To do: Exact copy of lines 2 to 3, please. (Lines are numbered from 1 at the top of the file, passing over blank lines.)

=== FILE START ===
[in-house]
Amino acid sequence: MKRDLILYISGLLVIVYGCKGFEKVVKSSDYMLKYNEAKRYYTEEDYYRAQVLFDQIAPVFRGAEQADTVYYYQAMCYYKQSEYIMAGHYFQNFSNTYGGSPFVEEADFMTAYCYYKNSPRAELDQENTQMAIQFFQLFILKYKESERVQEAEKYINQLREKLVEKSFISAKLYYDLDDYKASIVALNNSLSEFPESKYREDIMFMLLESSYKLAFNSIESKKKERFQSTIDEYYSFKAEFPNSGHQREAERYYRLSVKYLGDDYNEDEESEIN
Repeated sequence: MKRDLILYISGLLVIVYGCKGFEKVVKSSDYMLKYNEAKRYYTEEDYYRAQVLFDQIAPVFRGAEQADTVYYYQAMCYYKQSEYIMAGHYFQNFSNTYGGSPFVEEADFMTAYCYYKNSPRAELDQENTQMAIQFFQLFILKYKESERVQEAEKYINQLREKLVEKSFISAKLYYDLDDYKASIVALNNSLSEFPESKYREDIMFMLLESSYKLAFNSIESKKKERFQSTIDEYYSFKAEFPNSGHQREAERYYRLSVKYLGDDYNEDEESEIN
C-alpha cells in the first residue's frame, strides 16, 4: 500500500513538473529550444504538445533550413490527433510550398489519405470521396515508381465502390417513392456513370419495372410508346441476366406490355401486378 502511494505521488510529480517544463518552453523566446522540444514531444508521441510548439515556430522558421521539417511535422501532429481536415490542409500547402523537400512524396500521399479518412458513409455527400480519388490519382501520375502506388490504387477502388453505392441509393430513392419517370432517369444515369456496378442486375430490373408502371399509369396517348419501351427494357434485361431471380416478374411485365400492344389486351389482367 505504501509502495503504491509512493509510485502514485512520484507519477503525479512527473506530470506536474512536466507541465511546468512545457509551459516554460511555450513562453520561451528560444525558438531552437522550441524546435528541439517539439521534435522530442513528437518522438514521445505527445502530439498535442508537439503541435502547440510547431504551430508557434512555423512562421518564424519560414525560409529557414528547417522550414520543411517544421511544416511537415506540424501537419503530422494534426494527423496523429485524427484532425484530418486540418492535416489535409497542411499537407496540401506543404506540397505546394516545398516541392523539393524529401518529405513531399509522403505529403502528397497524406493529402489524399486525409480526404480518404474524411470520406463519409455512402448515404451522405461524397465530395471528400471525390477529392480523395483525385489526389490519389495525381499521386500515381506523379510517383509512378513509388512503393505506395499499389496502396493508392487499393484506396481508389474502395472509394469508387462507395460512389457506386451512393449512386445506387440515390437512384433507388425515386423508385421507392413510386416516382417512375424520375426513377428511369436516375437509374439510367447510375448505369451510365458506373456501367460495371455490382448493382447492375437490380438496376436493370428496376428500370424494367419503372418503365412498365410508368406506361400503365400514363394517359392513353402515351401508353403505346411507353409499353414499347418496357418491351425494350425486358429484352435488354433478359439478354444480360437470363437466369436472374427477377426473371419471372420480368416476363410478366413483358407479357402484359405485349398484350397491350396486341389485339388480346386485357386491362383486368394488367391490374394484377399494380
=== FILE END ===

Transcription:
Amino acid sequence: MKRDLILYISGLLVIVYGCKGFEKVVKSSDYMLKYNEAKRYYTEEDYYRAQVLFDQIAPVFRGAEQADTVYYYQAMCYYKQSEYIMAGHYFQNFSNTYGGSPFVEEADFMTAYCYYKNSPRAELDQENTQMAIQFFQLFILKYKESERVQEAEKYINQLREKLVEKSFISAKLYYDLDDYKASIVALNNSLSEFPESKYREDIMFMLLESSYKLAFNSIESKKKERFQSTIDEYYSFKAEFPNSGHQREAERYYRLSVKYLGDDYNEDEESEIN
Repeated sequence: MKRDLILYISGLLVIVYGCKGFEKVVKSSDYMLKYNEAKRYYTEEDYYRAQVLFDQIAPVFRGAEQADTVYYYQAMCYYKQSEYIMAGHYFQNFSNTYGGSPFVEEADFMTAYCYYKNSPRAELDQENTQMAIQFFQLFILKYKESERVQEAEKYINQLREKLVEKSFISAKLYYDLDDYKASIVALNNSLSEFPESKYREDIMFMLLESSYKLAFNSIESKKKERFQSTIDEYYSFKAEFPNSGHQREAERYYRLSVKYLGDDYNEDEESEIN